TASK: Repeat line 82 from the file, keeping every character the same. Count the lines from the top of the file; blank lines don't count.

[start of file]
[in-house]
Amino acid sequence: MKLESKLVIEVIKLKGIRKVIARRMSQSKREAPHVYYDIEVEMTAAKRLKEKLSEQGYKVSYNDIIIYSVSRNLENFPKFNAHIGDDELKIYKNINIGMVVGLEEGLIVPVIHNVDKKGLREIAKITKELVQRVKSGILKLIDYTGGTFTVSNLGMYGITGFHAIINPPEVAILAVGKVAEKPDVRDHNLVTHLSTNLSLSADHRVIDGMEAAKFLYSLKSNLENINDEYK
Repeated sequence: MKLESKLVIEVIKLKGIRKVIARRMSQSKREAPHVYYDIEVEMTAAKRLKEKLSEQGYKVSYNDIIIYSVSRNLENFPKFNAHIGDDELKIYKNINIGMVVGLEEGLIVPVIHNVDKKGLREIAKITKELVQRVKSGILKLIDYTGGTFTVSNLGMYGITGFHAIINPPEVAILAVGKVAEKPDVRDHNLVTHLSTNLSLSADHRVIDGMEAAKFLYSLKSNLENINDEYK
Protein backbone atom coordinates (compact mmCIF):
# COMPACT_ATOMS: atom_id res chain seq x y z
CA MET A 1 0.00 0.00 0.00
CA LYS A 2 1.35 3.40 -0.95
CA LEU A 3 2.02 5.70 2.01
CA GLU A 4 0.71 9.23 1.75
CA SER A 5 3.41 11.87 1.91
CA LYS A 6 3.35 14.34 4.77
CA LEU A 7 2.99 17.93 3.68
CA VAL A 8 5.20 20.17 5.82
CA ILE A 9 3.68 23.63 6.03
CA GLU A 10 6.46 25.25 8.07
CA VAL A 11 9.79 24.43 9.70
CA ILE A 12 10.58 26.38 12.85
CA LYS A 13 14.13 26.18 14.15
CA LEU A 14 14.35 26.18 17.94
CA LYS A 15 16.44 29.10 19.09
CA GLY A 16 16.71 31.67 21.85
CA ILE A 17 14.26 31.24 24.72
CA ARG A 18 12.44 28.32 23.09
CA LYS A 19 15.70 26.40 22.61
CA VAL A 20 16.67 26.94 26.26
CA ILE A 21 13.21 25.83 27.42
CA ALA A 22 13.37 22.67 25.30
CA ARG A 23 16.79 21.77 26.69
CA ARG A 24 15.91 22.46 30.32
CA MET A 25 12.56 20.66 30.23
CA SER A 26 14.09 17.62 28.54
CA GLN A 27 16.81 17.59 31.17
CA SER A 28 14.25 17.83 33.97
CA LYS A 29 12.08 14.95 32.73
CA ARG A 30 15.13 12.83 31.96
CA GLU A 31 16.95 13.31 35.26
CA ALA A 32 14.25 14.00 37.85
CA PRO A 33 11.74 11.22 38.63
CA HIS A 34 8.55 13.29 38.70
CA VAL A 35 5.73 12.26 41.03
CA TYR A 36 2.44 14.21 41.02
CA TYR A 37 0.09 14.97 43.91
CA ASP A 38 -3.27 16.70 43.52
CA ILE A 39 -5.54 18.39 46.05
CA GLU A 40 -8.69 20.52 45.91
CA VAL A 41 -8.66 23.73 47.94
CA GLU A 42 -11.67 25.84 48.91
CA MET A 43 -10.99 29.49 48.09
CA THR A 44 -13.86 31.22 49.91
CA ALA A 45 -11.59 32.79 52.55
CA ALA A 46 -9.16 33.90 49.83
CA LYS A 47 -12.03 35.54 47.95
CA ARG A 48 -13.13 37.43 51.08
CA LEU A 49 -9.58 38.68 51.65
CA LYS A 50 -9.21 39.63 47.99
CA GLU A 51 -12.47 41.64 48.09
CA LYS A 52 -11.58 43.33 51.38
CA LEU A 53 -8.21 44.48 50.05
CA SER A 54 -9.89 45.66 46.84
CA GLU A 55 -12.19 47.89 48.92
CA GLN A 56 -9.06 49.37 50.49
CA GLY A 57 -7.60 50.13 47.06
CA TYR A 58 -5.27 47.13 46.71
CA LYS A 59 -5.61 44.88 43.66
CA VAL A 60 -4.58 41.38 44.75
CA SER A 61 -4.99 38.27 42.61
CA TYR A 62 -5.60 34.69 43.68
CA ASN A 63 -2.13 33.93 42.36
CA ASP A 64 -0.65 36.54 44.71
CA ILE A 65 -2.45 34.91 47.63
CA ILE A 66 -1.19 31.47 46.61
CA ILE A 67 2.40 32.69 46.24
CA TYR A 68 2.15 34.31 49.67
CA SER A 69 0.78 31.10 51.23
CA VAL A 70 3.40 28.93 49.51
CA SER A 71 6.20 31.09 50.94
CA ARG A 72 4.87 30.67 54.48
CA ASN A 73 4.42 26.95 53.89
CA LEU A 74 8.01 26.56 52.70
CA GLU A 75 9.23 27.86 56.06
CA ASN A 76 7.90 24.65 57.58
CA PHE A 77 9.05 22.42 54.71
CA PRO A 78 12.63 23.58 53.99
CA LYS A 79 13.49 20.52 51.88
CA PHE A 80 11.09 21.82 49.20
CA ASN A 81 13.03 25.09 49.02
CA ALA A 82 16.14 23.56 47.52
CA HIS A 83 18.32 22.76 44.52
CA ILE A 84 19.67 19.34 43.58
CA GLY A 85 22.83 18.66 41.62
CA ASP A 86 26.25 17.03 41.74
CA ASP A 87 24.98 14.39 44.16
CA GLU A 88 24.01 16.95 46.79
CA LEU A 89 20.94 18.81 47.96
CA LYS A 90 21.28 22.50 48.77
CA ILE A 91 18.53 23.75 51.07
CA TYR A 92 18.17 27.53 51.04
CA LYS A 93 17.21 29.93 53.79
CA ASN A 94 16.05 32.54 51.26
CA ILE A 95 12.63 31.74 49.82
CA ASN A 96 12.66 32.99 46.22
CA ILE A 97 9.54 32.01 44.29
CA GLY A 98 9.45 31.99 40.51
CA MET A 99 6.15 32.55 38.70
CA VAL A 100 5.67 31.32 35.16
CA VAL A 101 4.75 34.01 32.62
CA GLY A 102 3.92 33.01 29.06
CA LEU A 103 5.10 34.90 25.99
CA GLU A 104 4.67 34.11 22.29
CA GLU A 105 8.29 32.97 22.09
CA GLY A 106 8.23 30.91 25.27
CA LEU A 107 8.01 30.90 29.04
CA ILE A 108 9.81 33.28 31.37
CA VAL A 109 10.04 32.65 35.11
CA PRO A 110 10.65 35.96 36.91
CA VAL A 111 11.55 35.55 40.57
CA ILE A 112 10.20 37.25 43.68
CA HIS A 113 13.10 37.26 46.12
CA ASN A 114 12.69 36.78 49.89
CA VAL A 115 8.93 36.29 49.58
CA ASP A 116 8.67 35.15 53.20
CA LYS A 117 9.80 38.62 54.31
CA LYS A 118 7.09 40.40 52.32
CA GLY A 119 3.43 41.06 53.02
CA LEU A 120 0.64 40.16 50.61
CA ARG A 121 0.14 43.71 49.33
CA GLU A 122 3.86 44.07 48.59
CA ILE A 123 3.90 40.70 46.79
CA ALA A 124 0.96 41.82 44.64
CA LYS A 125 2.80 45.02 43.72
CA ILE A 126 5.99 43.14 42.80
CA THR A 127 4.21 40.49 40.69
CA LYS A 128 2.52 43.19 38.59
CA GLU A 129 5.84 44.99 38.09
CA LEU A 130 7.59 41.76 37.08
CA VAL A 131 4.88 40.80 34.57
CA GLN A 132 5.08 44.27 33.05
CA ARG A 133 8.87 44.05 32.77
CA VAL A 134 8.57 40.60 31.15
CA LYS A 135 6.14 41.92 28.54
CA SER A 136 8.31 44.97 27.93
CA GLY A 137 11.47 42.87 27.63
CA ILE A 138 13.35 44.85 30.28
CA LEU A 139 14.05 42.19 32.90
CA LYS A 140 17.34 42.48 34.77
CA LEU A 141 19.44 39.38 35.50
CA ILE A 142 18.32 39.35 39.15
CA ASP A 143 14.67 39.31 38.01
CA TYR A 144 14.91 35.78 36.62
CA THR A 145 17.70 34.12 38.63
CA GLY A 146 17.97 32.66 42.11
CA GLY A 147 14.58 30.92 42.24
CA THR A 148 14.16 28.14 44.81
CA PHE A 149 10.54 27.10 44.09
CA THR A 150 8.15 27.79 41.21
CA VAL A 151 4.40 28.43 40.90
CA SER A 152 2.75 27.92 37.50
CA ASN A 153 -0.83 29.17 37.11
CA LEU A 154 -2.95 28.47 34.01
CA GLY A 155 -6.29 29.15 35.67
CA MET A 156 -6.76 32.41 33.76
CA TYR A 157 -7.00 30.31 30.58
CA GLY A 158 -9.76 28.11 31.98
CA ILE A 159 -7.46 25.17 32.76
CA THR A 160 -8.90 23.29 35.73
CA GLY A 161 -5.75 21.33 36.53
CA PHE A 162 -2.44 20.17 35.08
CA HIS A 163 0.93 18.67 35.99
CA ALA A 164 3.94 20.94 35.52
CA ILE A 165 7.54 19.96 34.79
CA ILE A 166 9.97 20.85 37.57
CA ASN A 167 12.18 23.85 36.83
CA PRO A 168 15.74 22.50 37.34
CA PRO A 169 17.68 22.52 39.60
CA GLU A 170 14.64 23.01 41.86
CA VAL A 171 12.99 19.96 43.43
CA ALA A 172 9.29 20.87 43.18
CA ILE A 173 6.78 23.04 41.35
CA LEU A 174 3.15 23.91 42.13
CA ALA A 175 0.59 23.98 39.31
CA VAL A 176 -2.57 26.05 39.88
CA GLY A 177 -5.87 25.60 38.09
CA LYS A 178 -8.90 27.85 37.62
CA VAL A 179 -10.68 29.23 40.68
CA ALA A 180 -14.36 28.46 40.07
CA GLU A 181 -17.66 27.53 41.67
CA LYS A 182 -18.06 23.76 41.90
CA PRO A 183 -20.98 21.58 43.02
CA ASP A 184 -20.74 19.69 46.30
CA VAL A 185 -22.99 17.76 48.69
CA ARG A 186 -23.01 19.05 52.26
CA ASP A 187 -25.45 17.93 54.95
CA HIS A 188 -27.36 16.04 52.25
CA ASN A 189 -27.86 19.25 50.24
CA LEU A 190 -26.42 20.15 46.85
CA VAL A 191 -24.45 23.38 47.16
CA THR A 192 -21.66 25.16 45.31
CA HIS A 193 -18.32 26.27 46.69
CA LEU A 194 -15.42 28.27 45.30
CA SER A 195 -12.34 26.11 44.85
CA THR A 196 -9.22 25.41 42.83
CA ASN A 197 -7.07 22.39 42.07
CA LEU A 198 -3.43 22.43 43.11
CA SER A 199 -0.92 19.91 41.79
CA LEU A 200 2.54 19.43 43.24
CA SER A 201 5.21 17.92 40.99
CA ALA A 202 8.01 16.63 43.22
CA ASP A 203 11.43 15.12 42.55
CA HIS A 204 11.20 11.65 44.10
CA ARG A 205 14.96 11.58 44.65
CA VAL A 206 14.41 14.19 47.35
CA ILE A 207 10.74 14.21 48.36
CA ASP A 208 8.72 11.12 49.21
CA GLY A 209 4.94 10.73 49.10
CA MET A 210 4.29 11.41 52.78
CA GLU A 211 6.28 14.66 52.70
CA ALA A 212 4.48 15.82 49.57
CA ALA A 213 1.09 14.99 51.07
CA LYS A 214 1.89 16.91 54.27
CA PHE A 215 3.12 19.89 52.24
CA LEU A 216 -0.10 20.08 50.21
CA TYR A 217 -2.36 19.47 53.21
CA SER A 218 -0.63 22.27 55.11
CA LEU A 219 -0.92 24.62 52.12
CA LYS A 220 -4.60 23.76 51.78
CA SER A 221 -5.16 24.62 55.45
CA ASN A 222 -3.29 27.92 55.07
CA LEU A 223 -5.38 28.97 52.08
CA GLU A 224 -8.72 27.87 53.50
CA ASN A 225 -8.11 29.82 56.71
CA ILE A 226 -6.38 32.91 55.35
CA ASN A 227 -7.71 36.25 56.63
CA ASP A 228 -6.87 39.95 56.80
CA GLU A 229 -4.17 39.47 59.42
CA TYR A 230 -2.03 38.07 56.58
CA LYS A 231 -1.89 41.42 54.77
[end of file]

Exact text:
CA PHE A 77 9.05 22.42 54.71